TeamFindr header banner TeamFindr is a mobile-first web application that helps you find nearby pick-up games, organise games with your friends and find extra players. My friend Cristi and I built it during the pandemic. Back then, I used CRA for the client and Express for the REST API. The client was deployed to Github pages and the server to an EC2 machine on AWS via Docker. The whole thing is open source.

Recently, I migrated TeamFindr to Next.js and deployed it to Vercel. In this article, I go over the reasons for the change, the actual migration process and some comparative metrics.

🤔 Reasons to migrate

What prompted me to migrate was that the EC2 free tier in my AWS account expired. My t2.micro instance was ~$10/month, and Vercel's free tier limits are more than enough to keep TeamFindr online. My rule is that side projects must remain free to run 😅.

There were other reasons as well.

  • ⛰️ Next.js and Vercel support API routes, which allows me to keep both client and API in the same deployment unit.
  • 🎉 A single codebase means sharing typescript types between client and API is more manageable without the need for complex monorepo setups like yarn workspaces.
  • 🔥 Vercel offers zero-config deployments and eliminates a bunch of technologies from my project. Just Vercel now replaces Docker, ECR, Nginx and EC2. Fewer tools and less config mean easier reproducibility.
  • 🔒 There is no vendor lock-in because one can quickly deploy Next.js apps elsewhere.
  • 🏎️ Next.js developer experience is better, and you get other niceties like automatic code splitting and optimised images.

🦜 The migration process

Overall, it was a smooth ride that only took a couple of days from start to shipping.

The first step was to port the client from CRA to Next.js. The original application was a client-rendered SPA, and I kept it that way for several reasons.

I followed the Next.js docs to migrate from a CRA, particularly the SPA section. At that point, I had a Next.js-powered frontend that talked to my old Express API. To test components in isolation, I used Storybook, so I followed their official guide to set it up in Next.js, and all my old stories worked perfectly.

Migrating the API was slightly trickier, especially getting passport authentication to work. My Express server relied on a bunch of middleware: passport, cookie-session, cookie-parser, logging, protected routes, etc.

Fortunately, I discovered next-connect, which you can plug into your Next.js API routes and inject all your middleware. That made it super easy to keep middleware and endpoint handlers mostly as-is.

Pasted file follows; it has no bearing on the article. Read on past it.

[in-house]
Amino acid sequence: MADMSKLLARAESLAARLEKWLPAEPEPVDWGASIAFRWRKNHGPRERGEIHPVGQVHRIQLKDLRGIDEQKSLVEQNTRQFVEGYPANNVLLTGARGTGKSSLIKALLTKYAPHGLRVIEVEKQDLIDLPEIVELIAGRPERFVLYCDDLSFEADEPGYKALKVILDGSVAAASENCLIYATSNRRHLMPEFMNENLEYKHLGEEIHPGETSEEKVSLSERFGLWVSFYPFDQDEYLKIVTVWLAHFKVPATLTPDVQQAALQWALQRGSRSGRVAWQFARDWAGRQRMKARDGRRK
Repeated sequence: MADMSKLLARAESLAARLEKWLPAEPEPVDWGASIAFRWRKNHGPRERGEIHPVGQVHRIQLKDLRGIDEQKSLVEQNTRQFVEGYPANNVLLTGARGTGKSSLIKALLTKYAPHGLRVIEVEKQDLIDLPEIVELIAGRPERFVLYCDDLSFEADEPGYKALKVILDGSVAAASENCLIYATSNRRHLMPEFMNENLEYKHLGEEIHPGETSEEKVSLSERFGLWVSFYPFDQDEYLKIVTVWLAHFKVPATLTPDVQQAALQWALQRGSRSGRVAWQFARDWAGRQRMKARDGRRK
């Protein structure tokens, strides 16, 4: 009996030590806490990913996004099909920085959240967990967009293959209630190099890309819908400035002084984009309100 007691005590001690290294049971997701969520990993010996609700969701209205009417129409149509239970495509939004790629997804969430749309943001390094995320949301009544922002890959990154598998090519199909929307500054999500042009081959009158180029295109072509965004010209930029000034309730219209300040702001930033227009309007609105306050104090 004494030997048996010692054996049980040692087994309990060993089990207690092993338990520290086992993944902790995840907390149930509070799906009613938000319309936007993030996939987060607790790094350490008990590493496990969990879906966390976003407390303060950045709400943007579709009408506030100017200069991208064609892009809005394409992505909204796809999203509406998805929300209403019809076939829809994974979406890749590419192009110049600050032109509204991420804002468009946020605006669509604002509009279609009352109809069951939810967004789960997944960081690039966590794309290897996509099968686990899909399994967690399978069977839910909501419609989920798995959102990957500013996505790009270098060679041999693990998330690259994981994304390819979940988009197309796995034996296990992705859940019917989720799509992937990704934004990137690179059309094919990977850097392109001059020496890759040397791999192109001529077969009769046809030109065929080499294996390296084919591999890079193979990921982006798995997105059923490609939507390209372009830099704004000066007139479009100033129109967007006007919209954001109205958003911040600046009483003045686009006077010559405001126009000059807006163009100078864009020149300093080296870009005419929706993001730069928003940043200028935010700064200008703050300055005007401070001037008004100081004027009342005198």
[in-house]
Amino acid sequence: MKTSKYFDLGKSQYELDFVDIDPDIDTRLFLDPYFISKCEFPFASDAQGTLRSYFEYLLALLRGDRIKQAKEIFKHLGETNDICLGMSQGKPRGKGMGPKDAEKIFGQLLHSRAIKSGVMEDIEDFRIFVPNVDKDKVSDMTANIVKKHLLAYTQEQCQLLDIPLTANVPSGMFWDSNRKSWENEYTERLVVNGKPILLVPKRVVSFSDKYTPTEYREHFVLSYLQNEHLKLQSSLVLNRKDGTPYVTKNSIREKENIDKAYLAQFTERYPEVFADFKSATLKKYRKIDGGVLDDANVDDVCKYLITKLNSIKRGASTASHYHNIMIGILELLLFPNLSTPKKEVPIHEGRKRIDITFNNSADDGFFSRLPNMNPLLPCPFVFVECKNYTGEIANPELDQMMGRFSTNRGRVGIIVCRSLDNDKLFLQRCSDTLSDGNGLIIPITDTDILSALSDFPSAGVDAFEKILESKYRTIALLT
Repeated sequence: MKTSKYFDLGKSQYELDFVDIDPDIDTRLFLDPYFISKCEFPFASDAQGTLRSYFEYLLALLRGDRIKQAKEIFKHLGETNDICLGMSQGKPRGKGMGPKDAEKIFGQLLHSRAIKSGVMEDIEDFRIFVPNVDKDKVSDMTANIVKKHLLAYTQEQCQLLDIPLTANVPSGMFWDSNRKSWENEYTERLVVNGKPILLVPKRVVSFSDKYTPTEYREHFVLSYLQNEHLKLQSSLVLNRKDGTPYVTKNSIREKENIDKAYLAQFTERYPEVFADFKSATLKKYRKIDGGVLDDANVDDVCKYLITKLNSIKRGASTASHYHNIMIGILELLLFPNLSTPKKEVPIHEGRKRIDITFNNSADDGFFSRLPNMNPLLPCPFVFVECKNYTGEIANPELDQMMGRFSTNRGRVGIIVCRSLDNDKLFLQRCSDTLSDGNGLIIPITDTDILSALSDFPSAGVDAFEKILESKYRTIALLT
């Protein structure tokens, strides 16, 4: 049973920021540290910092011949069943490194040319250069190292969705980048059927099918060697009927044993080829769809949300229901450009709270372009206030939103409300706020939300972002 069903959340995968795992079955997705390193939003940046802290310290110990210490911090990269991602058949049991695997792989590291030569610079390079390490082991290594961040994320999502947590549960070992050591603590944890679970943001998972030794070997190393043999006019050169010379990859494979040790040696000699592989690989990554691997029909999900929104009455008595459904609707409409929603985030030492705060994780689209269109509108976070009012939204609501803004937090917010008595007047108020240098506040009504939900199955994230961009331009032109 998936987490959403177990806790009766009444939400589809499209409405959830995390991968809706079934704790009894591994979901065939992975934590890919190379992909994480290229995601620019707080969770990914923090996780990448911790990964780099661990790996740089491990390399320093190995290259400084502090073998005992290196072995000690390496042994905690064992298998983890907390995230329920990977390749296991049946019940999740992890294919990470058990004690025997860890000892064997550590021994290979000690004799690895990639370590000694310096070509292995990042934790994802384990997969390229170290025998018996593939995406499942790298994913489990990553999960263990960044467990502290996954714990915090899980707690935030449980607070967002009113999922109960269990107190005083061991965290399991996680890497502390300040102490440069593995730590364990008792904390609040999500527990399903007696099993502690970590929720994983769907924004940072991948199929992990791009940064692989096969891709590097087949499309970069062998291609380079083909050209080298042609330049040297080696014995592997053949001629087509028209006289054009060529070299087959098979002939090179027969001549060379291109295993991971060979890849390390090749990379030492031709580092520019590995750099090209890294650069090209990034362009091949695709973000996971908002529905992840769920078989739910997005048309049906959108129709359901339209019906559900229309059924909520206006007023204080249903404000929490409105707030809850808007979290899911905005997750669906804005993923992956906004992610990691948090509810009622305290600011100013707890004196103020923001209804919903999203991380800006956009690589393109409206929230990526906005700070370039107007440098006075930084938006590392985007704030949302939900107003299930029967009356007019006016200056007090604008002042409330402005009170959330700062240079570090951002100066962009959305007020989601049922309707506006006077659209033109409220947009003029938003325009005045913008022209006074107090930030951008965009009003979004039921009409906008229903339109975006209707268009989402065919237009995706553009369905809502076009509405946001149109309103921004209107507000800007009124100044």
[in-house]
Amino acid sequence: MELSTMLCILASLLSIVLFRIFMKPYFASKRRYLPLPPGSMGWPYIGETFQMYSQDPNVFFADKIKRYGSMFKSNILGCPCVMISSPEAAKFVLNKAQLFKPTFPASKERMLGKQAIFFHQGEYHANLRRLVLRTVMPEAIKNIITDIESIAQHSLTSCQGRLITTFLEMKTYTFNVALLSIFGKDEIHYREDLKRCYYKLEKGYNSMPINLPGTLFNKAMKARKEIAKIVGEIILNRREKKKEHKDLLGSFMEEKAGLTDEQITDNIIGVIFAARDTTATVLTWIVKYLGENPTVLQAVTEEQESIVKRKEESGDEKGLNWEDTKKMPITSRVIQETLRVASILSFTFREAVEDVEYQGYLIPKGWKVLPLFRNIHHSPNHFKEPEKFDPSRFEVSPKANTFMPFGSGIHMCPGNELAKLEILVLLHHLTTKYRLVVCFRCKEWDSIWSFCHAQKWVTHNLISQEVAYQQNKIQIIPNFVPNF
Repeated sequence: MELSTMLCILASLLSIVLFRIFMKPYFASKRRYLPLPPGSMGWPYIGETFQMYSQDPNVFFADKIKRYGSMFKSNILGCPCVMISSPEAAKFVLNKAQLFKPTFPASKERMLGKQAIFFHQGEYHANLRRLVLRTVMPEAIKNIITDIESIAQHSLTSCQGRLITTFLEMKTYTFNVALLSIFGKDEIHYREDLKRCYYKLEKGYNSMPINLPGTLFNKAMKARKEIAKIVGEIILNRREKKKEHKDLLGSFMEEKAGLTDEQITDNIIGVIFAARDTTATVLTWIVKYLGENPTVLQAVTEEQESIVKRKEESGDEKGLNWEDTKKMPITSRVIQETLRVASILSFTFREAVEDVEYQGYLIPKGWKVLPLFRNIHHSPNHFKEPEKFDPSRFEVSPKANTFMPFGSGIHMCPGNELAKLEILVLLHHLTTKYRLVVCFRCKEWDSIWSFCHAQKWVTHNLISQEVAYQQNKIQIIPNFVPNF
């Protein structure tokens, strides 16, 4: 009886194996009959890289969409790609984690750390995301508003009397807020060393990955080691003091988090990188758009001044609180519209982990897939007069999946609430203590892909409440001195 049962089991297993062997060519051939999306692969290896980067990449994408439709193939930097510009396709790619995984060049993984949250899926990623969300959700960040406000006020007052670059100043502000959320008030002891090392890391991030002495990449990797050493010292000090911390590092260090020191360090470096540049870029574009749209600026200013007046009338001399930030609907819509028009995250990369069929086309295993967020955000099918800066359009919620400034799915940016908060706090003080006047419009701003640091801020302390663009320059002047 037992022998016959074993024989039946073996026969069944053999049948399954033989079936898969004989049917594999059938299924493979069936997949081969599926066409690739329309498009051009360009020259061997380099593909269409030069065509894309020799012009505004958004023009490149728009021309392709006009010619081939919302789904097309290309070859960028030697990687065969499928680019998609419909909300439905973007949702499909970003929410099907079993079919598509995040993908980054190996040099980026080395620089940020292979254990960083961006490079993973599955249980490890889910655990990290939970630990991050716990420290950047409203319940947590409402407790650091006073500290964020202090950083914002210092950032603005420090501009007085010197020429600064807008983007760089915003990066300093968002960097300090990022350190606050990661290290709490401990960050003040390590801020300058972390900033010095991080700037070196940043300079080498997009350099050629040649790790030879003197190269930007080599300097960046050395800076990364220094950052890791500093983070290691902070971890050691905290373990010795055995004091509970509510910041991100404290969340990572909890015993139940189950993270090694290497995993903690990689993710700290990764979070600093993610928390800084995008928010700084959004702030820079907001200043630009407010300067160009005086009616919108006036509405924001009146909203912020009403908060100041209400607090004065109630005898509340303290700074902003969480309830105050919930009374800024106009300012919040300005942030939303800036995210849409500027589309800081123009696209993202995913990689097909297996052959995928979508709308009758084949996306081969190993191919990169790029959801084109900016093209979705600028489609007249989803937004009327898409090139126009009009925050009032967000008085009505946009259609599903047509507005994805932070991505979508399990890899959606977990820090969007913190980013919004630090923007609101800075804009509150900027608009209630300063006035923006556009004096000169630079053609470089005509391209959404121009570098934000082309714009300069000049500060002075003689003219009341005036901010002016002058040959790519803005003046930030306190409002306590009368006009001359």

This is what my API routes look like.

const getEvents: Handler = async ({ query, user }) => {
  const events = await searchEvents({
    query: parseSearchEventsQuery(query),
    userId: user?.id as string,
  return {
    status: 200,
    body: { events },

export default createRoute([
    method: 'get',
    handler: getEvents,
    requiresAuth: false,

And here's part of my createRoute function.

const createRoute = (endpoints: EndpointDefinition[]) => {


  const router = connect()
      origin: Config.hostUrl,
      credentials: true,
      name: 'session',
      keys: [Config.authentication.cookieKey],
      maxAge: 365 * 24 * 60 * 60 * 1000, // 1 year
      overwrite: true,

  endpoints.forEach((endpoint) => {

  return router;

As an aside, NextAuth makes it far easier to get authentication in a Next.js app. I would totally use it if I were to build the app from scratch.

At last, I could point the client to talk to the new Next.js API routes.

Shipping was the easiest part.

  1. Merge to the main branch.
  2. Configure a new app in Vercel and get it deployed.
  3. Make the domain point at Vercel.
  4. Delete the EC2 instance in AWS.
  5. Save $10/month 🤑😅.

📈 Before and after

TeamFindr has 18% less code and deploys 54% faster as a Next.js app running on Vercel than a CRA+Express app on EC2. The REST API response times are mostly unchanged except for cold starts. When you hit a cold route, response times may increase by between 100 and 1000ms. Given the performance requirements of TeamFindr, I would say this is a fair tradeoff, and the benefits far outweigh the compromises.

Lines of code1266310414-18%
Deployment times~5m30s~2m30s-54%
API response times (average)~80-200ms~80-300msNegligible

🙌 Thanks for reading. I hope you find my experience migrating a CRA app to Next.js helpful.